WASHINGTON -- Senate Armed Services Committee Chairman John McCain (R-Ariz.) on Monday denied reports that Sen. Ted Cruz (R-Texas) is pushing him to hold hearings exploring whether soldiers should be able to carry concealed guns on military bases.
“I was fascinated to hear that, since I haven’t heard a thing about it from him, nor has my staff heard from his staff,” McCain told reporters.
Responding to a question about a Politico report that Cruz said he is “pressing” for a hearing on easing the gun ban for soldiers, McCain said, “I have not a clue.”
Cruz, a 2016 presidential contender seeking to distance himself from the rest of the Republican field, said Sunday he is pressuring McCain directly to hold the hearing. “It’s very important to have a public discussion about why we’re denying our soldiers the ability to exercise their Second Amendment rights,” Cruz said.
McCain said he'd "be glad" to talk about the issue and decide "if we need a hearing. But it came as a complete surprise to me that he had been pressing me."
Asked where it came from, McCain pondered the different methods of communication Cruz could have used to relay the message.
“Maybe it was through some medium that I’m not familiar with. Maybe bouncing it off the ozone layer for all I know. But there's a lot of holes in the ozone layer, so maybe it wasn’t the ozone layer,” McCain said.
“Maybe it was through hand telegraph? Maybe through sign language? I don’t know,” McCain continued.
McCain has shown he's no fan of Cruz in the past, calling him a "wacko bird" and "crazy."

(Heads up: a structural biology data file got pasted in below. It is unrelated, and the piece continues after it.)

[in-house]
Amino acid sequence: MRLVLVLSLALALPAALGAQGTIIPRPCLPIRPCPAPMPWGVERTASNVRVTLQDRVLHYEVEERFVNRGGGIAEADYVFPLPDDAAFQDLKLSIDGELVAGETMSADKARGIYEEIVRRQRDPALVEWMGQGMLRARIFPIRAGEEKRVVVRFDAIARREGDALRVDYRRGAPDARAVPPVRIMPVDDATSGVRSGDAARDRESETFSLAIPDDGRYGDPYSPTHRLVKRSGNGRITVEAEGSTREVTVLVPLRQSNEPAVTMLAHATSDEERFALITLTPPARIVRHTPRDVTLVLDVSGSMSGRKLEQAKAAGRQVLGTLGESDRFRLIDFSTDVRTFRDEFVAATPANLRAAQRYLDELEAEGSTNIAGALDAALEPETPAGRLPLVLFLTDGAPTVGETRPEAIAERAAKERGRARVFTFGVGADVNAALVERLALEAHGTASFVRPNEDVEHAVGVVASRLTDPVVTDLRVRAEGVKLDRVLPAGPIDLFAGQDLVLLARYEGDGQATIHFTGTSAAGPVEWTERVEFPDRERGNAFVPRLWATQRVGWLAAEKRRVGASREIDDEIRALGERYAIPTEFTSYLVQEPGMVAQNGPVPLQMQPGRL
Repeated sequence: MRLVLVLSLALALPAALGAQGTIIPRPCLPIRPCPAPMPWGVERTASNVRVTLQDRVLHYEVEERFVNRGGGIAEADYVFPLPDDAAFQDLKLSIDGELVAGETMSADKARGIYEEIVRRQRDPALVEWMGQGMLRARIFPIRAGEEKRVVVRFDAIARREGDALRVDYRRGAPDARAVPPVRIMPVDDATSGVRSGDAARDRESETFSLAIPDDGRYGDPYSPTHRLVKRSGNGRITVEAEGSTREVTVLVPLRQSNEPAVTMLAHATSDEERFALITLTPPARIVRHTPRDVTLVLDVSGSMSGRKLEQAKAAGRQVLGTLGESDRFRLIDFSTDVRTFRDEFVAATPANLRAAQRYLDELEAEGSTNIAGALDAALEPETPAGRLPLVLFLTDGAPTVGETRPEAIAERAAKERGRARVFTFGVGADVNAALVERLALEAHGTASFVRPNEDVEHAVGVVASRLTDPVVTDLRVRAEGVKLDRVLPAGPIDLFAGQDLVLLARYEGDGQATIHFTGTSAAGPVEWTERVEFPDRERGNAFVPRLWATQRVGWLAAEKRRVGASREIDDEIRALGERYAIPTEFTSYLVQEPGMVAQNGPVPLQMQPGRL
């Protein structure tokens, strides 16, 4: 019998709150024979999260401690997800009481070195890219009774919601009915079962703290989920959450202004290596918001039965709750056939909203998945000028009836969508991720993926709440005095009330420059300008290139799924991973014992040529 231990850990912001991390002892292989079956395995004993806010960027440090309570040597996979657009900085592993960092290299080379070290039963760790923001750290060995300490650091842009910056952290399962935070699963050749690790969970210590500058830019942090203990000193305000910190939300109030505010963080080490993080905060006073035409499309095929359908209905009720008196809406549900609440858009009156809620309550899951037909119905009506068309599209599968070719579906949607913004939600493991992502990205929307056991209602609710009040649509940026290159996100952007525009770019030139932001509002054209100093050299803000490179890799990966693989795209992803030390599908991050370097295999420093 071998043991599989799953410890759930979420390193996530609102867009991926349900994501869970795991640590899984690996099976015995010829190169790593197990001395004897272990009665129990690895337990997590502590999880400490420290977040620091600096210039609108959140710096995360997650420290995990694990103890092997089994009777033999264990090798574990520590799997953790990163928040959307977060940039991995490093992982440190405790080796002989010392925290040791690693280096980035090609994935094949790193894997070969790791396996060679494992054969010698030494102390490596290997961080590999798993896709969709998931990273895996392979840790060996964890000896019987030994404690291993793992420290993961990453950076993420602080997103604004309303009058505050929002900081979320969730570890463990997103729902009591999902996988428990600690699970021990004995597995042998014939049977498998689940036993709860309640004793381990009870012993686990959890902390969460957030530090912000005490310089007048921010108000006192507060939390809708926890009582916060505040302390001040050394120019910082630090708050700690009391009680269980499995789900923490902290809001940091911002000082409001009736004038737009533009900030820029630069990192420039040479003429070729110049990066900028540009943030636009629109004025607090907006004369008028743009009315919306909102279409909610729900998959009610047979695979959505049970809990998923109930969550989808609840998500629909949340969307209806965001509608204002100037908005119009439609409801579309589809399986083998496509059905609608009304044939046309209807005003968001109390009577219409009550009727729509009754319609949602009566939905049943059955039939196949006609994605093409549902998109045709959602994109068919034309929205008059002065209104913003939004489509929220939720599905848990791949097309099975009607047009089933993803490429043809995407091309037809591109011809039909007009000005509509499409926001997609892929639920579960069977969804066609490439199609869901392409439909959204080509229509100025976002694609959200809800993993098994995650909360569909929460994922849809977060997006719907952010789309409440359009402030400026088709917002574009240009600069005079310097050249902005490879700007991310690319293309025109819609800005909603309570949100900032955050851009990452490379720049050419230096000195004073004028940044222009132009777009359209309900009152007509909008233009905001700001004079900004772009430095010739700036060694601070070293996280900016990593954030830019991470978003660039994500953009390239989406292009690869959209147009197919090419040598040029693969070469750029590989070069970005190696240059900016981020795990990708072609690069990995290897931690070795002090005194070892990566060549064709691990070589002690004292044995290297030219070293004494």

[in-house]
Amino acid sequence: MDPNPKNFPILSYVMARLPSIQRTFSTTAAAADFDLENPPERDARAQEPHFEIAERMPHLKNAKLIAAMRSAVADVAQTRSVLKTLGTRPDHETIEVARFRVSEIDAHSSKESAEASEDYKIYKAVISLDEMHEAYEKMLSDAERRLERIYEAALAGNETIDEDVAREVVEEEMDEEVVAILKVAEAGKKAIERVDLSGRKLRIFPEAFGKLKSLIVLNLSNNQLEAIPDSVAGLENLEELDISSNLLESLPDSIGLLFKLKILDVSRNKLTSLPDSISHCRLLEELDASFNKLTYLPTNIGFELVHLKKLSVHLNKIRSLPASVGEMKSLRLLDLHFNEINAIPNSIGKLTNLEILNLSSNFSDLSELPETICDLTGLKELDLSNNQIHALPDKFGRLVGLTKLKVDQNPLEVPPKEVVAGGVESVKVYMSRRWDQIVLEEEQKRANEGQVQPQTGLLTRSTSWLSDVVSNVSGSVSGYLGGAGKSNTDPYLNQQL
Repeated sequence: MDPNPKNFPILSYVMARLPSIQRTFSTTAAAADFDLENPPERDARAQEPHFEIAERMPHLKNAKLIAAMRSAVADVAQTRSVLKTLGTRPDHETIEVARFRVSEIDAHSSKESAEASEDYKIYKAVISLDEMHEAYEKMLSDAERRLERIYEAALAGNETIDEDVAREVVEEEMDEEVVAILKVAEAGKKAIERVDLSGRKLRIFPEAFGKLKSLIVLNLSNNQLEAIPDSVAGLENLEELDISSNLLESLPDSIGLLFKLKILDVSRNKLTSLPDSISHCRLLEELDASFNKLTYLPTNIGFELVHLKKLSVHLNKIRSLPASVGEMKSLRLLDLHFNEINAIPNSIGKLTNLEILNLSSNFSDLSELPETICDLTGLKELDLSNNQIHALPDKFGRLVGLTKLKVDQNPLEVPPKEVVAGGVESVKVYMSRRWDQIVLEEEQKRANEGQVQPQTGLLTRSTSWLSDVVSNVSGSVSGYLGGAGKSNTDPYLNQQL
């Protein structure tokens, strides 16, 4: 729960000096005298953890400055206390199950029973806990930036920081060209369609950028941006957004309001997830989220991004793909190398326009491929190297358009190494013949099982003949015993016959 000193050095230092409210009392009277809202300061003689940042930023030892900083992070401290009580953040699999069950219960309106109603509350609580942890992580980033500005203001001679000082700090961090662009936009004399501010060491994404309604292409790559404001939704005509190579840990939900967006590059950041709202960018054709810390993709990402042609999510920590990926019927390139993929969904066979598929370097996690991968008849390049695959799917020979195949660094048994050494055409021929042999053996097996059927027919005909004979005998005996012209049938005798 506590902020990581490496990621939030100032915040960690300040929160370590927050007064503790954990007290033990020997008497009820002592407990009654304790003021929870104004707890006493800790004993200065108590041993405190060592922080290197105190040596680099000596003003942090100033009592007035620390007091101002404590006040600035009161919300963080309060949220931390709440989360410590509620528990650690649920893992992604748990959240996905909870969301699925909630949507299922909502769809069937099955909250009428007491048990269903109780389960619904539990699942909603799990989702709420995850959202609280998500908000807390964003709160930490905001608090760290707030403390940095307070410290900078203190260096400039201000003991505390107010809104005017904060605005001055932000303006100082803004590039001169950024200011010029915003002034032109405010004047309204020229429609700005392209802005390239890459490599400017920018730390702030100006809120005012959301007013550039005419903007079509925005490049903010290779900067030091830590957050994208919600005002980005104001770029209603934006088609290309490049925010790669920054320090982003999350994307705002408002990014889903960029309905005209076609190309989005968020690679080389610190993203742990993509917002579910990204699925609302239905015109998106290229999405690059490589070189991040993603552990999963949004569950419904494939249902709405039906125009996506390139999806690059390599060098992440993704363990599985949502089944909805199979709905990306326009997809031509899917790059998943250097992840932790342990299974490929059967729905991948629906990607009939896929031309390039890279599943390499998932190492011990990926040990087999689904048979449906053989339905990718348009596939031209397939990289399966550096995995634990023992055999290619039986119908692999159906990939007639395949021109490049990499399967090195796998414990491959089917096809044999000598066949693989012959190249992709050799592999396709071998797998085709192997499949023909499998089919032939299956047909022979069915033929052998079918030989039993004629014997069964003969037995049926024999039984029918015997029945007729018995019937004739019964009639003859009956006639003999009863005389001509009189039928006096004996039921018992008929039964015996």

UPDATE: April 21 -- Cruz spokeswoman Amanda Carpenter pushed back at McCain’s comments, saying Cruz has been vocal for some time on the issue.
"Senator Cruz has been discussing this issue for a long time and he looks forward to continuing to raise it in the Senate Armed Services Committee where he serves with Chairman McCain,” Carpenter said in an email.
Last year, Cruz urged then-Chairman Carl Levin (D-Mich.) in a letter to hold a hearing on concealed carry restrictions for soldiers on military bases.
Later Tuesday morning, Cruz told Fox News he misspoke over the weekend when talking to voters in New Hampshire about soldiers' ability to carry concealed weapons on bases, and did not in fact press McCain directly.
"Ted Cruz issued a statement saying he had not contacted me and I consider it over," McCain told reporters Tuesday. "He corrected his mistake. He is a friend of mine and I value his membership on the Armed Services Committee."
Cruz formally sent a letter to McCain Tuesday, asking for a hearing on the issue.
"I ask that the Senate Armed Services Committee convene a hearing on current military policies to determine whether the restrictions on personal firearms actually accomplish their objective of protecting our service members, or whether the policies instead prevent a rapid response to active shooter instances," Cruz wrote to McCain.